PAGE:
• Brandt M
  • Cell Metab.
  • 2018 Jan 9

Literature context:


Abstract:

Dietary habits that can induce inflammatory bowel disease (IBD) are major colorectal cancer (CRC) risk factors, but mechanisms linking nutrients, IBD, and CRC are unknown. Using human data and mouse models, we show that mTORC1 inactivation-induced chromosomal instability impairs intestinal crypt proliferation and regeneration, CDK4/6 dependently. This triggers interleukin (IL)-6-associated reparative inflammation, inducing crypt hyper-proliferation, wound healing, and CRC. Blocking IL-6 signaling or reactivating mTORC1 reduces inflammation-induced CRC, so mTORC1 activation suppresses tumorigenesis in IBD. Conversely, mTORC1 inactivation is beneficial in APC loss-dependent CRC. Thus, IL-6 blockers or protein-rich-diet-linked mTORC1 activation may prevent IBD-associated CRC. However, abolishing mTORC1 can mitigate CRC in predisposed patients with APC mutations. Our work reveals mTORC1 oncogenic and tumor-suppressive roles in intestinal epithelium and avenues to optimized and personalized therapeutic regimens for CRC.

Funding information:
  • NIGMS NIH HHS - T32 GM007067(United States)

p53 orchestrates DNA replication restart homeostasis by suppressing mutagenic RAD52 and POLθ pathways.

  • Roy S
  • Elife
  • 2018 Jan 15

Literature context:


Abstract:

Classically, p53 tumor suppressor acts in transcription, apoptosis, and cell cycle arrest. Yet, replication-mediated genomic instability is integral to oncogenesis, and p53 mutations promote tumor progression and drug-resistance. By delineating human and murine separation-of-function p53 alleles, we find that p53 null and gain-of-function (GOF) mutations exhibit defects in restart of stalled or damaged DNA replication forks that drive genomic instability, which isgenetically separable from transcription activation. By assaying protein-DNA fork interactions in single cells, we unveil a p53-MLL3-enabled recruitment of MRE11 DNA replication restart nuclease. Importantly, p53 defects or depletion unexpectedly allow mutagenic RAD52 and POLθ pathways to hijack stalled forks, which we find reflected in p53 defective breast-cancer patient COSMIC mutational signatures. These data uncover p53 as a keystone regulator of replication homeostasis within a DNA restart network. Mechanistically, this has important implications for development of resistance in cancer therapy. Combined, these results define an unexpected role for p53-mediated suppression of replication genome instability.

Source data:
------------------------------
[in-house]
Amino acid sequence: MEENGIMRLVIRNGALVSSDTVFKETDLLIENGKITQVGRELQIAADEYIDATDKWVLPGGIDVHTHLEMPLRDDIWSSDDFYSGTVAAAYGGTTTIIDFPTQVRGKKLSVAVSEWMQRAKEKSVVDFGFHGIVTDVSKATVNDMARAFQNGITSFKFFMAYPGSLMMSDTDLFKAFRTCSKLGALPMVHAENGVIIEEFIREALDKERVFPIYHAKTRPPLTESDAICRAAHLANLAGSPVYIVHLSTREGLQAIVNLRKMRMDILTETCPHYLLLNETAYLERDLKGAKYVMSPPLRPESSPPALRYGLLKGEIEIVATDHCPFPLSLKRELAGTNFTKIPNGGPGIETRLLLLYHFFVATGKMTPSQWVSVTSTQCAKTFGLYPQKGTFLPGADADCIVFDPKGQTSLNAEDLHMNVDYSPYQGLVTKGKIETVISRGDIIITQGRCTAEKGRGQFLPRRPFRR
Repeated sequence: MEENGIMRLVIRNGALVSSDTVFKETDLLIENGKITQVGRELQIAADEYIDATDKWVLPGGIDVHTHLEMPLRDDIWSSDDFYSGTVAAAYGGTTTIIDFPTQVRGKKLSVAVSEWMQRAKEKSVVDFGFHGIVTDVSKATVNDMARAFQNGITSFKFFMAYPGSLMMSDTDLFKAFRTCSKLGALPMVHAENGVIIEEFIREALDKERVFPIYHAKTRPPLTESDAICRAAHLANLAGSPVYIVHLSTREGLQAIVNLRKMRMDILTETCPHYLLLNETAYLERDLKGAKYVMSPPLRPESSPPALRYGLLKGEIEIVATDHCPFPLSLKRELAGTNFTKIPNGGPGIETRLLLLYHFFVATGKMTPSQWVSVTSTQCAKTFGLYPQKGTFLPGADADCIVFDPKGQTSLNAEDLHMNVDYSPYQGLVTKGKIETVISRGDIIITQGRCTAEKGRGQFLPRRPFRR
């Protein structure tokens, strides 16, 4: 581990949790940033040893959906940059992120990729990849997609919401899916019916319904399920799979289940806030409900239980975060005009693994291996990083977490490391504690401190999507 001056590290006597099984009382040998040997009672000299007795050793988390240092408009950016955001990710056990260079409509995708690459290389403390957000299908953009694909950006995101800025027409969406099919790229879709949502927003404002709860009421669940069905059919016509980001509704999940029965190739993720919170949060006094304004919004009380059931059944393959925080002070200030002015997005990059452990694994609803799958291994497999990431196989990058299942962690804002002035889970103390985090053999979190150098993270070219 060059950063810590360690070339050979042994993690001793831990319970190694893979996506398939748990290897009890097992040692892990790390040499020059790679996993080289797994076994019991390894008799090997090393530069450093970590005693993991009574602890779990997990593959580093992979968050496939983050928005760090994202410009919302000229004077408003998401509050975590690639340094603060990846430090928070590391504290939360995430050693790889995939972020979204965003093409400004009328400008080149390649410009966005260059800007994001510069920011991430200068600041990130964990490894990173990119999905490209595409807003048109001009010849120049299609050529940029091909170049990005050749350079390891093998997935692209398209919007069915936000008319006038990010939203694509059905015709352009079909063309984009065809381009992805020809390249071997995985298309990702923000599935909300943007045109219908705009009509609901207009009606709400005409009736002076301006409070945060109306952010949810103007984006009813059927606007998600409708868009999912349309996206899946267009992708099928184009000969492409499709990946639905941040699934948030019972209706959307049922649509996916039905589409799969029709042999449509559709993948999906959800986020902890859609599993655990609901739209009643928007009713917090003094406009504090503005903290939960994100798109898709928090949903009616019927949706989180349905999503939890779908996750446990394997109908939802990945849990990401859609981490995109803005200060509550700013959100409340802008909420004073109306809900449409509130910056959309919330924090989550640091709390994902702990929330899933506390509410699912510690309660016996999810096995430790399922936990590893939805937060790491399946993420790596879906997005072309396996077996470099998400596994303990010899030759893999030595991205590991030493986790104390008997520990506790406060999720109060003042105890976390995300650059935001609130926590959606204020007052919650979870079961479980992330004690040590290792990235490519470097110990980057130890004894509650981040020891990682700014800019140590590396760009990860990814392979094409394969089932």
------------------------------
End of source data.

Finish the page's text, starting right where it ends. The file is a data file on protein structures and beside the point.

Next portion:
Funding information:
  • NIAID NIH HHS - R01 AI038382(United States)

Molecular Anatomy of the Developing Human Retina.

  • Hoshino A
  • Dev. Cell
  • 2017 Dec 18

Literature context:


Abstract:

Clinical and genetic heterogeneity associated with retinal diseases makes stem-cell-based therapies an attractive strategy for personalized medicine. However, we have limited understanding of the timing of key events in the developing human retina, and in particular the factors critical for generating the unique architecture of the fovea and surrounding macula. Here we define three key epochs in the transcriptome dynamics of human retina from fetal day (D) 52 to 136. Coincident histological analyses confirmed the cellular basis of transcriptional changes and highlighted the dramatic acceleration of development in the fovea compared with peripheral retina. Human and mouse retinal transcriptomes show remarkable similarity in developmental stages, although morphogenesis was greatly expanded in humans. Integration of DNA accessibility data allowed us to reconstruct transcriptional networks controlling photoreceptor differentiation. Our studies provide insights into human retinal development and serve as a resource for molecular staging of human stem-cell-derived retinal organoids.

Funding information:
  • Intramural NIH HHS - ZIA EY000450-09()
  • Intramural NIH HHS - ZIA EY000474-08()
  • Intramural NIH HHS - ZIA EY000546-02()